Nils Politt’s Roubaix breakthrough
Updated: May 1
After coming fifth in Flanders last week and a seventh place in Roubaix last year, Nils Politt (25 years old) is not a surprise anymore. But to ride away from Peter Sagan, Sep Vanmarcke and Yves Lampaert and finish second in Roubaix? That’s a real breakthrough. Before he did the press conference, The Young Peloton got to ask him loads of questions about his Roubaix, about taking the next step and about the arising German talents Jonas Rutsch and Niklas Märkl.
Unbelievable, 25 years old and you're already second in Roubaix. You made an attack on a cobbled section at the end and Sagan couldn’t get across. How did that feel?
“They had already gone full gas on Carrefour de l’Arbre. Afterwards, on that cobbled section, I wanted to try something. I didn't want to go to the finish line with six riders, especially Sagan. And having two Deceuninck – Quick Step guys there, I knew they would attack in the final kilometres. So I just went for it and directly had a gap. Only Gilbert came back, so I knew I was at least getting podium.”
Already last year you came seventh in Roubaix and won the group sprint. Did it play a role for your sprint that Lampaert, another Deceuninck - Quick Step rider, was coming behind?
“For sure, Lampaert was coming and the gap was only 25 seconds. Gilbert gambled a little bit and took advantage of the situation. Then in the sprint, I wanted to start from the front. He was already next to me when I started. Philippe was just one second faster, but he was super super strong today.”
Do you think he was stronger than you? Or did his team make a big difference?
“I think we were the same. If you have your teammates still there and you can play with two cards, that’s better.”
Maybe this successful agressive riding started in the Tour of Germany last year. You finished second in the GC and won the last stage.
“Yeah, for sure. I had good legs in the Tour of Germany, my shape was still good from riding the Tour de France. After riding that Tour, I felt I had taken a step up again. Then this winter, I trained very hard again. And now that pays off, to finish second in Roubaix now is unbelievable.”
Team Katusha – Alpecin is not always where they want to be. This seems a very important day for the team.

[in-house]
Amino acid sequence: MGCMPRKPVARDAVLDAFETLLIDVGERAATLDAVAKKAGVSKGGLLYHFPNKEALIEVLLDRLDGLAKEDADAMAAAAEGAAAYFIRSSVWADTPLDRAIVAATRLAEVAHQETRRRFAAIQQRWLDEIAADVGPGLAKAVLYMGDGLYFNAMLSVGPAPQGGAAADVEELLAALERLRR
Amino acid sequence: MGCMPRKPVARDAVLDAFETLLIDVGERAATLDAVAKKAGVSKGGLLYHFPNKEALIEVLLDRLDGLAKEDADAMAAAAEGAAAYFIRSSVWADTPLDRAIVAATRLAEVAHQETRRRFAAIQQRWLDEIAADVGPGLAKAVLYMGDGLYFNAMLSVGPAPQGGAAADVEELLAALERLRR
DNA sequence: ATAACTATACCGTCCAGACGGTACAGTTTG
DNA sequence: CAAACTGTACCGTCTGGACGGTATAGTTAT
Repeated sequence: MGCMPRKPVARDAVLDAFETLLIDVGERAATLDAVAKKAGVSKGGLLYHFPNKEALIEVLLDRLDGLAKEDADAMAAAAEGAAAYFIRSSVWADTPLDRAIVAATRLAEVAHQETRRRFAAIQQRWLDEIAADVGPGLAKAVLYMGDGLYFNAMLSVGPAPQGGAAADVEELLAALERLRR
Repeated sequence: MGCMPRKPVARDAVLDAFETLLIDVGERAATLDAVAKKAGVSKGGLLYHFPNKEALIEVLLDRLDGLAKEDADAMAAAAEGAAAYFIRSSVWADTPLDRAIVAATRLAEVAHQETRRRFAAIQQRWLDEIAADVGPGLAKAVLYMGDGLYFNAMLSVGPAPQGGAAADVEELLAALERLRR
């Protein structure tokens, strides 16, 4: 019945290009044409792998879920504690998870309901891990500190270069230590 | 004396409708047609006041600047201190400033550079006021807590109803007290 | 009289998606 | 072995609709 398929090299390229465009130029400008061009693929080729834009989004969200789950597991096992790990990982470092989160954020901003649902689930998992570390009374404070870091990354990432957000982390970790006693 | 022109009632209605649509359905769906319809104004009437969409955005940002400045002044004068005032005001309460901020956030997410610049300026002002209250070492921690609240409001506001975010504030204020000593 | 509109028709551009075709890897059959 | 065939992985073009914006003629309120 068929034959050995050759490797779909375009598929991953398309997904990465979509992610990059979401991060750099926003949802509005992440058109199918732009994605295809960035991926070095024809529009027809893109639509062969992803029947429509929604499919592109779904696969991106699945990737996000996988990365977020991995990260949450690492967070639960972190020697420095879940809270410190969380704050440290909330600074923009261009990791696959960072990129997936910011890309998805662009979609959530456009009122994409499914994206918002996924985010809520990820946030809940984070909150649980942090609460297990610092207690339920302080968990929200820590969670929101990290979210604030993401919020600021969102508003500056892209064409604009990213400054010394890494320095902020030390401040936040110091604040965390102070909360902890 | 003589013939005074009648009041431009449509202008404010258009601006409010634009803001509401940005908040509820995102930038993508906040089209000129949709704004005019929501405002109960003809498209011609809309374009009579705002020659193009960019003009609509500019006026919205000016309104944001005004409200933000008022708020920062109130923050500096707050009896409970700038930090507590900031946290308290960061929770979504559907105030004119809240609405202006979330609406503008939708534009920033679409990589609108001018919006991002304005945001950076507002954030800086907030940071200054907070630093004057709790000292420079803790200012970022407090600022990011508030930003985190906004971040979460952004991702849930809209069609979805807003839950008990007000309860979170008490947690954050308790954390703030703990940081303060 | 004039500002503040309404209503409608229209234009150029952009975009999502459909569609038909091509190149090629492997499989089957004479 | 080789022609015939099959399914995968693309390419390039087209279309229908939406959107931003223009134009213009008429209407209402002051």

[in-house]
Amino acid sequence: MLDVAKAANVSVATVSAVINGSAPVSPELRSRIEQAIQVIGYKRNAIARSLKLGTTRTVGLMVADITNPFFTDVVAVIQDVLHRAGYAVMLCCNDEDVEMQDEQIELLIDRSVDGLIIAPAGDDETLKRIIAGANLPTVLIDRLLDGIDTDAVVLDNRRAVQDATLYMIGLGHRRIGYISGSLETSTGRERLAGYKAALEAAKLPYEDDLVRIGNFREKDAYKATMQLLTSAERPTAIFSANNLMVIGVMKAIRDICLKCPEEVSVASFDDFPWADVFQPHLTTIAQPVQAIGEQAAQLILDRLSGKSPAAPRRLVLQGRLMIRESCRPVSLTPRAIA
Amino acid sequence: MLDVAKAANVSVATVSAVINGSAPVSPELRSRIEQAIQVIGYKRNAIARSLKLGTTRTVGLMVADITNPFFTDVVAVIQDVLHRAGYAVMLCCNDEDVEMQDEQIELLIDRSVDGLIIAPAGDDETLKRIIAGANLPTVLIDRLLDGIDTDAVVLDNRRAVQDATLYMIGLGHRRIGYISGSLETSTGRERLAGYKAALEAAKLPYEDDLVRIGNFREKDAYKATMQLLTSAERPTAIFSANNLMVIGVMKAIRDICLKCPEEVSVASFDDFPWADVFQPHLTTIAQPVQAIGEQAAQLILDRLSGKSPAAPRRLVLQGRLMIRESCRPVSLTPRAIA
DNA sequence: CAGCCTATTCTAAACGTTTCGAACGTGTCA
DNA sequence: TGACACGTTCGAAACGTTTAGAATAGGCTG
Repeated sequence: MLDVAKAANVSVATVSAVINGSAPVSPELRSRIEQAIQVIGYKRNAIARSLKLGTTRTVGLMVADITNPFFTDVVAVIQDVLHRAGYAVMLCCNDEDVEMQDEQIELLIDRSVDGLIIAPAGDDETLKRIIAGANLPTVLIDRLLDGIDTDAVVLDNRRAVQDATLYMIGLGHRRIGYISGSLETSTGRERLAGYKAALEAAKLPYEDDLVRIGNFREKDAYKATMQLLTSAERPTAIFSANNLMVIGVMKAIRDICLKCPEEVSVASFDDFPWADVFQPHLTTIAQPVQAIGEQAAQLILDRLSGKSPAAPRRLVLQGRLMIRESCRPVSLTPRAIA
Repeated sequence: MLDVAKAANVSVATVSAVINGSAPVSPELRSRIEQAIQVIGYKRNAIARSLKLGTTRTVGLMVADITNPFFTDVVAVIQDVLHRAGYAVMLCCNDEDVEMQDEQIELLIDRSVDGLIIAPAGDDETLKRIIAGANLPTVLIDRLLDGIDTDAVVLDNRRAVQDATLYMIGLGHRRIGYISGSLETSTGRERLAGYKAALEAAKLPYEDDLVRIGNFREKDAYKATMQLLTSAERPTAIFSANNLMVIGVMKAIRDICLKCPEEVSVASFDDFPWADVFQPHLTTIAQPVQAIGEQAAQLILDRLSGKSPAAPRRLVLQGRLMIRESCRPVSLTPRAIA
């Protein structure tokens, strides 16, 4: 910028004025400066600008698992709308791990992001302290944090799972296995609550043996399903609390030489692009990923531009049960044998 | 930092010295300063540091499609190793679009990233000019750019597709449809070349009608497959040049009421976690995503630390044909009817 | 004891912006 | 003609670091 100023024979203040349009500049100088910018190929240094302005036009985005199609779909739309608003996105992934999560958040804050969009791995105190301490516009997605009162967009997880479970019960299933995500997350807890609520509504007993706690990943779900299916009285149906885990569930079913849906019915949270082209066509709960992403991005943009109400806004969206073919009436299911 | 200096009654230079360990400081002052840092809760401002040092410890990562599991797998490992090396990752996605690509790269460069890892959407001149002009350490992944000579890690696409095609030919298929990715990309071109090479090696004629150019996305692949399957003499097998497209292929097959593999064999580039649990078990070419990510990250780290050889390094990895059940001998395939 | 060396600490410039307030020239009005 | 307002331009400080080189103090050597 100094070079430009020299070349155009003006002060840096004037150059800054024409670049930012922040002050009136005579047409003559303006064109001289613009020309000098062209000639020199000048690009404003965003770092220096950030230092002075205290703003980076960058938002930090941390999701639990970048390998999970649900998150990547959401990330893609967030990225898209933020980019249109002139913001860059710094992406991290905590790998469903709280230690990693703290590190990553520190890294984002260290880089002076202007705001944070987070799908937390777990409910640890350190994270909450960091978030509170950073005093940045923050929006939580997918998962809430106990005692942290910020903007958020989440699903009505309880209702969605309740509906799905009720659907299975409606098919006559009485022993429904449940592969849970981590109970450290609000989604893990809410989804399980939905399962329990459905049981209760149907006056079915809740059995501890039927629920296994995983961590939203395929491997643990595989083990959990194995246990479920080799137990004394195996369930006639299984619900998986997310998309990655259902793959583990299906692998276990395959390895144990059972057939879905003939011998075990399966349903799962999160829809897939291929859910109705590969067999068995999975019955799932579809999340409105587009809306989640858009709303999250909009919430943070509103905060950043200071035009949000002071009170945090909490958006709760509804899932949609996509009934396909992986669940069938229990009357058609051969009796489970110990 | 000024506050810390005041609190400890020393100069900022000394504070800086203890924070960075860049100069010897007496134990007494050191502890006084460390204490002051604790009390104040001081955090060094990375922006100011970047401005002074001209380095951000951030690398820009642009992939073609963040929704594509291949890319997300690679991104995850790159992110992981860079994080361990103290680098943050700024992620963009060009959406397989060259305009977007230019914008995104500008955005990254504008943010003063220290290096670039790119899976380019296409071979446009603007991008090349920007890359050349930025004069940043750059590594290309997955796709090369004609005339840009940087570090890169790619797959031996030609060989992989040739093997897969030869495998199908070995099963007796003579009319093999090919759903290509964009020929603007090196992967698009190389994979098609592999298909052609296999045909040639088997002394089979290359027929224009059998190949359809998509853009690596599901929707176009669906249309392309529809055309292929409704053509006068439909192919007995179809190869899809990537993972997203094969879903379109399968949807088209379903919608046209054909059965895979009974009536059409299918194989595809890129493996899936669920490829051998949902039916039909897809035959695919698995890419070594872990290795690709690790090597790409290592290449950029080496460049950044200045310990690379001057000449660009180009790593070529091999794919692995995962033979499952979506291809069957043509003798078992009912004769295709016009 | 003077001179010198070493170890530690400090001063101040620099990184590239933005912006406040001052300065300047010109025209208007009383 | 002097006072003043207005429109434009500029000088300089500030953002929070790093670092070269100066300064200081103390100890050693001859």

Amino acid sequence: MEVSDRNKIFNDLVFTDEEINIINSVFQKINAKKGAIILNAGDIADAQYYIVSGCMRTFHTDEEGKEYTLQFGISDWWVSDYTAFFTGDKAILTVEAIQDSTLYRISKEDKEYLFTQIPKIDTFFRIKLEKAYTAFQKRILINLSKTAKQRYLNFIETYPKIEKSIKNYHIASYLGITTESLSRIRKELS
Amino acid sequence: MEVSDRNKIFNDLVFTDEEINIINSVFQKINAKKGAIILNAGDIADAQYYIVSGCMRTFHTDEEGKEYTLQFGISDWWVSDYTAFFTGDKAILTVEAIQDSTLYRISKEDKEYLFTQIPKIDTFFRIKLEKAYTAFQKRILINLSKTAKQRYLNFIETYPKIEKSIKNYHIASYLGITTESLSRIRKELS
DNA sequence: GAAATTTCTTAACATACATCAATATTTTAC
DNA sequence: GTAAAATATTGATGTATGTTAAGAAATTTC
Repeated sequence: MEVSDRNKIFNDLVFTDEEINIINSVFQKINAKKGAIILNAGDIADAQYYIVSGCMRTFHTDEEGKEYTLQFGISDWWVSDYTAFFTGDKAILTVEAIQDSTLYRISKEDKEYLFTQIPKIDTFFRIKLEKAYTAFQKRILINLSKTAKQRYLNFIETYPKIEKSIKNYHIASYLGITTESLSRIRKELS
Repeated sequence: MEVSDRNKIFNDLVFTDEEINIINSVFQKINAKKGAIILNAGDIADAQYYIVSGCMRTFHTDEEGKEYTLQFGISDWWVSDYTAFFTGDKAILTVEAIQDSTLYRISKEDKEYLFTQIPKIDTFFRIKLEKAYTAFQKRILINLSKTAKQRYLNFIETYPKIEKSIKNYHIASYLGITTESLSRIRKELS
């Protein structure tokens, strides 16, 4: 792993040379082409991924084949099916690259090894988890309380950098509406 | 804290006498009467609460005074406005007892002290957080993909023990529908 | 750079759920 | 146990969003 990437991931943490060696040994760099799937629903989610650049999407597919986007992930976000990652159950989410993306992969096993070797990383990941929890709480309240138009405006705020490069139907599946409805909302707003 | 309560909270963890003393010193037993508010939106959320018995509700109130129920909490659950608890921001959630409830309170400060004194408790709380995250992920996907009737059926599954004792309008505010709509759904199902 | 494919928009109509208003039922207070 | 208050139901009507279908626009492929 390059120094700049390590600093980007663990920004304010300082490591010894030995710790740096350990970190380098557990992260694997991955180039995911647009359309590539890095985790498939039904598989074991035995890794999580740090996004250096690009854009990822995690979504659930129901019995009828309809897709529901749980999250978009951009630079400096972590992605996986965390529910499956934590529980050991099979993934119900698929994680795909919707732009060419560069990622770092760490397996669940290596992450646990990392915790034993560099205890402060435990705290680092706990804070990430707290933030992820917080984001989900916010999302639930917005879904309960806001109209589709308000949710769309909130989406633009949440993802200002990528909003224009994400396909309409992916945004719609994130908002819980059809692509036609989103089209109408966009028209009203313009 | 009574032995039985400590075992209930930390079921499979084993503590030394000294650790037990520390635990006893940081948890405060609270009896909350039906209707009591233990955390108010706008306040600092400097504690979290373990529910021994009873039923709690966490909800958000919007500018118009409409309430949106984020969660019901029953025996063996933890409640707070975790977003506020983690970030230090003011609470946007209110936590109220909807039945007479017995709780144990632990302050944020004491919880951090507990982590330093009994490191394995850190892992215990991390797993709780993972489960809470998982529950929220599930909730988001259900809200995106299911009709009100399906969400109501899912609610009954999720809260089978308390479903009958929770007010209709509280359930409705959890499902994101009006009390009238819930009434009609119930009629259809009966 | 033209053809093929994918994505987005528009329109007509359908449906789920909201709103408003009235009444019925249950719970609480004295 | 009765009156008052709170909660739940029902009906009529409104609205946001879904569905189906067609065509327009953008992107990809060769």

“For sure, also for the sponsors. We did a really good classics season and finished top ten almost everywhere. That showed we’re not bad and we still have good riders. Now we have to continue with what we’re doing.”
How was it to ride into the Vélodrome for the victory?
“It’s supernice, to fight for victory in Roubaix...”
Were you nervous?
“Not nervous, but very focused.”
It’s not out of the blue that you’re taking this second place. You came fifth in the Tour of Flanders, what did you expect coming into this race?
“I was hoping for another top ten finish. I felt on training yesterday that my legs were good. It’s supernice that I can take a small stone with me today.” [his trophy – Ed.]
Who is the first person you’re going to call?
“My wife is here and she is the most important person for me. But once I’m on the bus, I’ll certainly call my parents.”
Is there someone who really believed in you and you want to thank?
“For sure. My trainer Robert Pawlowsky. for getting me in shape. He has been my trainer for almost ten years now.”
Are there German junior or U23 riders that you sometimes talk to? I talked to Jonas Rutsch and Nikias Märkl yesterday, for example. Do you know them?
“Of course. I trained with Märkl in Mallorca and I also know Rutsch. I believe both of them have the qualities to become pro riders.”
What advice would you give them?
“Keep going. You have to work hard, but both of them know that. With his win in Ghent-Wevelgem and his fifth place in Flanders yesterday, Jonas did very well. That's a sign that other German guys are coming.”